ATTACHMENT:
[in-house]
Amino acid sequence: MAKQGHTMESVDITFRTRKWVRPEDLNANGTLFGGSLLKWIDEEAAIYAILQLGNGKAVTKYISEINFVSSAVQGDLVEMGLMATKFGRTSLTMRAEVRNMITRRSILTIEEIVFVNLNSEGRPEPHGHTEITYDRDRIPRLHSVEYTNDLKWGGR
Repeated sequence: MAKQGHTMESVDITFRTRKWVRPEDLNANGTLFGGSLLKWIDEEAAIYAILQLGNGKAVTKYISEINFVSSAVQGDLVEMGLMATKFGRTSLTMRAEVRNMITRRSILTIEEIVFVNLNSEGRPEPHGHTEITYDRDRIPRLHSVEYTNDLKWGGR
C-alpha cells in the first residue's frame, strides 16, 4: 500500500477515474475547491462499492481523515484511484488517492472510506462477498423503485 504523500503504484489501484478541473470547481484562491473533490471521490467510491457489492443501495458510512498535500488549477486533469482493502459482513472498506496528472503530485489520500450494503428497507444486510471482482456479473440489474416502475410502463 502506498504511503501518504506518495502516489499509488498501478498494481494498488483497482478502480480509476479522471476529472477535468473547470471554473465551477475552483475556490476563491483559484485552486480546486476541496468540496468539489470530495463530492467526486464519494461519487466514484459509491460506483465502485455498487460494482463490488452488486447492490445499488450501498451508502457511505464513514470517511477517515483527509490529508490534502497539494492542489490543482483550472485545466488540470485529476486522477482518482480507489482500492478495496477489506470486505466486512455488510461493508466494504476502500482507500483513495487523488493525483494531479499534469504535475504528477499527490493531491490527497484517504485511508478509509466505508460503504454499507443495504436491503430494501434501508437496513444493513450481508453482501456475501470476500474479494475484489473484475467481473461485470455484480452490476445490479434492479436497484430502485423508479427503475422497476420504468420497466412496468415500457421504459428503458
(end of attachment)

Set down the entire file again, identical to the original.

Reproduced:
[in-house]
Amino acid sequence: MAKQGHTMESVDITFRTRKWVRPEDLNANGTLFGGSLLKWIDEEAAIYAILQLGNGKAVTKYISEINFVSSAVQGDLVEMGLMATKFGRTSLTMRAEVRNMITRRSILTIEEIVFVNLNSEGRPEPHGHTEITYDRDRIPRLHSVEYTNDLKWGGR
Repeated sequence: MAKQGHTMESVDITFRTRKWVRPEDLNANGTLFGGSLLKWIDEEAAIYAILQLGNGKAVTKYISEINFVSSAVQGDLVEMGLMATKFGRTSLTMRAEVRNMITRRSILTIEEIVFVNLNSEGRPEPHGHTEITYDRDRIPRLHSVEYTNDLKWGGR
C-alpha cells in the first residue's frame, strides 16, 4: 500500500477515474475547491462499492481523515484511484488517492472510506462477498423503485 504523500503504484489501484478541473470547481484562491473533490471521490467510491457489492443501495458510512498535500488549477486533469482493502459482513472498506496528472503530485489520500450494503428497507444486510471482482456479473440489474416502475410502463 502506498504511503501518504506518495502516489499509488498501478498494481494498488483497482478502480480509476479522471476529472477535468473547470471554473465551477475552483475556490476563491483559484485552486480546486476541496468540496468539489470530495463530492467526486464519494461519487466514484459509491460506483465502485455498487460494482463490488452488486447492490445499488450501498451508502457511505464513514470517511477517515483527509490529508490534502497539494492542489490543482483550472485545466488540470485529476486522477482518482480507489482500492478495496477489506470486505466486512455488510461493508466494504476502500482507500483513495487523488493525483494531479499534469504535475504528477499527490493531491490527497484517504485511508478509509466505508460503504454499507443495504436491503430494501434501508437496513444493513450481508453482501456475501470476500474479494475484489473484475467481473461485470455484480452490476445490479434492479436497484430502485423508479427503475422497476420504468420497466412496468415500457421504459428503458